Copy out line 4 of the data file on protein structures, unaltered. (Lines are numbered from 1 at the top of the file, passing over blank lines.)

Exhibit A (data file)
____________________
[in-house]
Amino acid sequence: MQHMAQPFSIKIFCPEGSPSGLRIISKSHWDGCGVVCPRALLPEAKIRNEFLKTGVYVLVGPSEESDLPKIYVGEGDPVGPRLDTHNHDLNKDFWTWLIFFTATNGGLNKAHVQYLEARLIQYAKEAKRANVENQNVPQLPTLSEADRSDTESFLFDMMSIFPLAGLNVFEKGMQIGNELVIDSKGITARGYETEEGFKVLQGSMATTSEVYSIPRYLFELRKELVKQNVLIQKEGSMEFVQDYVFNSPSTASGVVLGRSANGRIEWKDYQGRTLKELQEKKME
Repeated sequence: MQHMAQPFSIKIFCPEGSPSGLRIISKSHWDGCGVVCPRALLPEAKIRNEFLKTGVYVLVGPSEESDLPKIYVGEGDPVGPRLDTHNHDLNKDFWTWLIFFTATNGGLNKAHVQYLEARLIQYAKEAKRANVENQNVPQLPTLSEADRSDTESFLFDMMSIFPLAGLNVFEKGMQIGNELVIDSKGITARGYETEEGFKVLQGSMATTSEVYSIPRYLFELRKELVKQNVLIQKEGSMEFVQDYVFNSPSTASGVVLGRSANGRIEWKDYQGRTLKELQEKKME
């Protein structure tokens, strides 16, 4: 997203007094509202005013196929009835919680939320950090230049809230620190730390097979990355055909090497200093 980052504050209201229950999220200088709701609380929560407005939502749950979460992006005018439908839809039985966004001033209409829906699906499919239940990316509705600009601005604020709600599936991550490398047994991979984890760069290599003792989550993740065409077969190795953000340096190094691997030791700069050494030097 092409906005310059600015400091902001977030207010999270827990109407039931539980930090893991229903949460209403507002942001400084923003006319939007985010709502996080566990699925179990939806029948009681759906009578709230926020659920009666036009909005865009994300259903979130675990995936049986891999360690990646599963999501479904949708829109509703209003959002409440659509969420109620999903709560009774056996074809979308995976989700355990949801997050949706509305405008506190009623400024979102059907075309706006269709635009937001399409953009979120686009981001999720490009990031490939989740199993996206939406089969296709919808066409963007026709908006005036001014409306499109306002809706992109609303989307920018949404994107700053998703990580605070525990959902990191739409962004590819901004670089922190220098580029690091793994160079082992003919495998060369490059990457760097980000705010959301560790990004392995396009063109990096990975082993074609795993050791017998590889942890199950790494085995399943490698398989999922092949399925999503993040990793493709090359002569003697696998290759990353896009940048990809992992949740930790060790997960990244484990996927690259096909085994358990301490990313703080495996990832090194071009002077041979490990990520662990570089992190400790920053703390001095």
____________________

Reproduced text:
């Protein structure tokens, strides 16, 4: 997203007094509202005013196929009835919680939320950090230049809230620190730390097979990355055909090497200093 980052504050209201229950999220200088709701609380929560407005939502749950979460992006005018439908839809039985966004001033209409829906699906499919239940990316509705600009601005604020709600599936991550490398047994991979984890760069290599003792989550993740065409077969190795953000340096190094691997030791700069050494030097 092409906005310059600015400091902001977030207010999270827990109407039931539980930090893991229903949460209403507002942001400084923003006319939007985010709502996080566990699925179990939806029948009681759906009578709230926020659920009666036009909005865009994300259903979130675990995936049986891999360690990646599963999501479904949708829109509703209003959002409440659509969420109620999903709560009774056996074809979308995976989700355990949801997050949706509305405008506190009623400024979102059907075309706006269709635009937001399409953009979120686009981001999720490009990031490939989740199993996206939406089969296709919808066409963007026709908006005036001014409306499109306002809706992109609303989307920018949404994107700053998703990580605070525990959902990191739409962004590819901004670089922190220098580029690091793994160079082992003919495998060369490059990457760097980000705010959301560790990004392995396009063109990096990975082993074609795993050791017998590889942890199950790494085995399943490698398989999922092949399925999503993040990793493709090359002569003697696998290759990353896009940048990809992992949740930790060790997960990244484990996927690259096909085994358990301490990313703080495996990832090194071009002077041979490990990520662990570089992190400790920053703390001095």